Singapore's exports in July tumbled more than expected as sales to China and the United States declined, leaving the trade-reliant economy struggling to restore momentum and keeping pressure on the central bank to deliver further stimulus.
Non-oil domestic exports (NODX) fell 10.6 percent last month from a year earlier, the trade agency International Enterprise Singapore said in a statement on Wednesday. That was far worse than the median forecast of a 2.5 percent slump in a Reuters poll and a revised 2.4 percent loss in June.
On a month-on-month, seasonally adjusted basis, exports declined 1.8 percent in July, missing a forecast of a 0.2 percent rise in the survey.
The weak trade numbers will put the focus back on the Monetary Authority of Singapore after its surprise easing in April when it set the rate of appreciation of the Singapore dollar's policy band at zero percent.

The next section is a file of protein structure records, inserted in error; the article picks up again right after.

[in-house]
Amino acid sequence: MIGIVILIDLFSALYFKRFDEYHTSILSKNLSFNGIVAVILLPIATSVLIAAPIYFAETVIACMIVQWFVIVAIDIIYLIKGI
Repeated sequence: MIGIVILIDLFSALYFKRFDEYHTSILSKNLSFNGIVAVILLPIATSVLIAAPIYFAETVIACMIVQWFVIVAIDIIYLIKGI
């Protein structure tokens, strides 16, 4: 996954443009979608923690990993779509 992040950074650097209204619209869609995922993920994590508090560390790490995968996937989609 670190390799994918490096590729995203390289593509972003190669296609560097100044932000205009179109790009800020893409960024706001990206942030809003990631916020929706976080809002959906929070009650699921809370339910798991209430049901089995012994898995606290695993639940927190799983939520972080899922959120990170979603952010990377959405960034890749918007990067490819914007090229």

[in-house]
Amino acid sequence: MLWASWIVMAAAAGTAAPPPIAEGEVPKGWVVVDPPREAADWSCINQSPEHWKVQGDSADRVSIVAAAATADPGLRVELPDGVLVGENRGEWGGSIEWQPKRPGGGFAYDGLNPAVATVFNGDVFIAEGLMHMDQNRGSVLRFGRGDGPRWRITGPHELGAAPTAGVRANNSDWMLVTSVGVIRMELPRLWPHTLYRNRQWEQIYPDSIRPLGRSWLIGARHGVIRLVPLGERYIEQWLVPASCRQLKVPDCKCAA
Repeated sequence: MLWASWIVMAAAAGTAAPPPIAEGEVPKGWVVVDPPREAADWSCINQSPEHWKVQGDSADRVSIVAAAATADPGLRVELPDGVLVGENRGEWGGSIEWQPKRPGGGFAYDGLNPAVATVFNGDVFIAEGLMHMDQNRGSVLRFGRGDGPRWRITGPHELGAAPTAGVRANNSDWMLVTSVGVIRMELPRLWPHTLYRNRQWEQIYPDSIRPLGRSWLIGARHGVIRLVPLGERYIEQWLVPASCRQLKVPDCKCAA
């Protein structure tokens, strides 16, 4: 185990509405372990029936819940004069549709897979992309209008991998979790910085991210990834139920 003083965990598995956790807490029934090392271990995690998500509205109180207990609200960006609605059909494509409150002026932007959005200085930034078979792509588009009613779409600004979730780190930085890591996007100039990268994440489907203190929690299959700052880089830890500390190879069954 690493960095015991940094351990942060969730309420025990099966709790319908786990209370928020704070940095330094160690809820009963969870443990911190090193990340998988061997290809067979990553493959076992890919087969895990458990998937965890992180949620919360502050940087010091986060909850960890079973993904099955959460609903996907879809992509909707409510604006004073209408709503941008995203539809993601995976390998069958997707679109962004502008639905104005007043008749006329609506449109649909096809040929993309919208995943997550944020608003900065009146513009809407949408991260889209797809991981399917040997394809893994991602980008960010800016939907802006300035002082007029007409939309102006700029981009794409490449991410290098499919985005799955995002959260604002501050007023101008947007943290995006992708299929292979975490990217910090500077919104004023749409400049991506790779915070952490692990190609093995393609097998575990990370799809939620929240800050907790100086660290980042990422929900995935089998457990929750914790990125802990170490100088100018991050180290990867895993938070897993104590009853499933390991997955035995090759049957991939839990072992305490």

Some analysts see prospects of further easing at its October meeting to restore momentum, but MAS deputy managing director Jacqueline Loh last week said the current monetary policy stance remains appropriate for 2016 even as the government cut its economic growth forecast.
"External conditions still look very tepid in terms of demand," said Edward Lee, head of ASEAN Economic Research at Standard Chartered Bank. Lee however believes the hurdle for another easing by MAS soon after April remains high for now.
The economy is now expected to expand 1-2 percent this year, lower than the previous government forecast of 1-3 percent on concerns over Britain's vote to leave the European Union and weakening global demand.